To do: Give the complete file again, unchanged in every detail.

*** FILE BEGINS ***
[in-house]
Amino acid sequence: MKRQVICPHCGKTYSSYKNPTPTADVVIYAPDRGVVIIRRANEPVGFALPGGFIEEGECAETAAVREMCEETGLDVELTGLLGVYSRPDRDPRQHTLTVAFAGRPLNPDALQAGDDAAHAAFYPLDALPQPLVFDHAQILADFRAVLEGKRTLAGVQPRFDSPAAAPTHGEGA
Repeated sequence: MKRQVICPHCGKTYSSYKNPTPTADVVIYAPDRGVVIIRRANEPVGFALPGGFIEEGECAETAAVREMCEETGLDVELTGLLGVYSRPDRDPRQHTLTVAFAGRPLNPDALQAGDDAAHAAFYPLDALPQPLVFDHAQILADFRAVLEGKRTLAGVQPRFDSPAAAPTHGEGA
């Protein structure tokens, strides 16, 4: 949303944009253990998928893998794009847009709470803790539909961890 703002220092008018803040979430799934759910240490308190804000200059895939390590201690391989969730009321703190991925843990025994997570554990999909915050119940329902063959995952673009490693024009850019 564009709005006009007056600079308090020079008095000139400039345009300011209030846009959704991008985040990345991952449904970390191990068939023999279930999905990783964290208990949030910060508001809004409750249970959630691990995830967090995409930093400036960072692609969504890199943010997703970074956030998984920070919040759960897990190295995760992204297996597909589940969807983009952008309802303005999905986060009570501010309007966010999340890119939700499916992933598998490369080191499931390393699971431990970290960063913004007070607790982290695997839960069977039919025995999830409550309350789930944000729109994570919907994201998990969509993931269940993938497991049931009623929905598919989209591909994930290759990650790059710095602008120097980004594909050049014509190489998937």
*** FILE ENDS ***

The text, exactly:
[in-house]
Amino acid sequence: MKRQVICPHCGKTYSSYKNPTPTADVVIYAPDRGVVIIRRANEPVGFALPGGFIEEGECAETAAVREMCEETGLDVELTGLLGVYSRPDRDPRQHTLTVAFAGRPLNPDALQAGDDAAHAAFYPLDALPQPLVFDHAQILADFRAVLEGKRTLAGVQPRFDSPAAAPTHGEGA
Repeated sequence: MKRQVICPHCGKTYSSYKNPTPTADVVIYAPDRGVVIIRRANEPVGFALPGGFIEEGECAETAAVREMCEETGLDVELTGLLGVYSRPDRDPRQHTLTVAFAGRPLNPDALQAGDDAAHAAFYPLDALPQPLVFDHAQILADFRAVLEGKRTLAGVQPRFDSPAAAPTHGEGA
């Protein structure tokens, strides 16, 4: 949303944009253990998928893998794009847009709470803790539909961890 703002220092008018803040979430799934759910240490308190804000200059895939390590201690391989969730009321703190991925843990025994997570554990999909915050119940329902063959995952673009490693024009850019 564009709005006009007056600079308090020079008095000139400039345009300011209030846009959704991008985040990345991952449904970390191990068939023999279930999905990783964290208990949030910060508001809004409750249970959630691990995830967090995409930093400036960072692609969504890199943010997703970074956030998984920070919040759960897990190295995760992204297996597909589940969807983009952008309802303005999905986060009570501010309007966010999340890119939700499916992933598998490369080191499931390393699971431990970290960063913004007070607790982290695997839960069977039919025995999830409550309350789930944000729109994570919907994201998990969509993931269940993938497991049931009623929905598919989209591909994930290759990650790059710095602008120097980004594909050049014509190489998937």